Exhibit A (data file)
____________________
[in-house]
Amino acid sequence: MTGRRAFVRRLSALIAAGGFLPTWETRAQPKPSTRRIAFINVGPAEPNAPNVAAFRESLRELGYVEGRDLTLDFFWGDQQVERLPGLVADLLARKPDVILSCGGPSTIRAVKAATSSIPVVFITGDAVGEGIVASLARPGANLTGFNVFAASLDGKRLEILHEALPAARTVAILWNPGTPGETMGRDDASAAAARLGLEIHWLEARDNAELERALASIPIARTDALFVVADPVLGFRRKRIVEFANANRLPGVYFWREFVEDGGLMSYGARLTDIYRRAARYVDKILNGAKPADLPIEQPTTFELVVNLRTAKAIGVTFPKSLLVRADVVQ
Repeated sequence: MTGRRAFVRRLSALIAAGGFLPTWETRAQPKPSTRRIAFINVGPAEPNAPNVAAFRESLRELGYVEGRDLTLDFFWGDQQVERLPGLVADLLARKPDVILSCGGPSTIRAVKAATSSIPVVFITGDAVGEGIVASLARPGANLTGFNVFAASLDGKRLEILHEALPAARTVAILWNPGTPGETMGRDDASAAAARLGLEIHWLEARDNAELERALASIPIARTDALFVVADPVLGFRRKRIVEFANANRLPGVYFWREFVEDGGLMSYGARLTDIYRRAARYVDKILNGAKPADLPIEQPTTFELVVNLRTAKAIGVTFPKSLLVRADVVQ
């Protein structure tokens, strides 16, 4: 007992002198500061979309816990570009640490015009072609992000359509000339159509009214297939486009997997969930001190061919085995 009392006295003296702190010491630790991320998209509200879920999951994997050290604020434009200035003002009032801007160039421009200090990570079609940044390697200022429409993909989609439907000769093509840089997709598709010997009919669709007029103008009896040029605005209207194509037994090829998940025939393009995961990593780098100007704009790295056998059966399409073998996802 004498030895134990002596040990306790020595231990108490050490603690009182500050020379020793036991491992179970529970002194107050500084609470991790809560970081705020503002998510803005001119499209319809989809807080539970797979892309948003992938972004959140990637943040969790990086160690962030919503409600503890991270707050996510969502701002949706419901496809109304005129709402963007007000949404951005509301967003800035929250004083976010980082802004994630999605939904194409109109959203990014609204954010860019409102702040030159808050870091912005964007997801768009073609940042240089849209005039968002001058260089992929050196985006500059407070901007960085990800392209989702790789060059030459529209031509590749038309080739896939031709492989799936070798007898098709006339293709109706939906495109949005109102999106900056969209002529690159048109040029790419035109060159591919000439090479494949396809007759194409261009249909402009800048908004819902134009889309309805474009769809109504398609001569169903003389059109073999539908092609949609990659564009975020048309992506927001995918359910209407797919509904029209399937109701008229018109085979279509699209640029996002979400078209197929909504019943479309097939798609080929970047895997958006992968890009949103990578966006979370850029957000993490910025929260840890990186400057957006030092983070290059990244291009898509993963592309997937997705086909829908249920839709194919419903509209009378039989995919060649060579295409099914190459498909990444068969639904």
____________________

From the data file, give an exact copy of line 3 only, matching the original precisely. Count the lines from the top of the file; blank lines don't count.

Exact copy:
Repeated sequence: MTGRRAFVRRLSALIAAGGFLPTWETRAQPKPSTRRIAFINVGPAEPNAPNVAAFRESLRELGYVEGRDLTLDFFWGDQQVERLPGLVADLLARKPDVILSCGGPSTIRAVKAATSSIPVVFITGDAVGEGIVASLARPGANLTGFNVFAASLDGKRLEILHEALPAARTVAILWNPGTPGETMGRDDASAAAARLGLEIHWLEARDNAELERALASIPIARTDALFVVADPVLGFRRKRIVEFANANRLPGVYFWREFVEDGGLMSYGARLTDIYRRAARYVDKILNGAKPADLPIEQPTTFELVVNLRTAKAIGVTFPKSLLVRADVVQ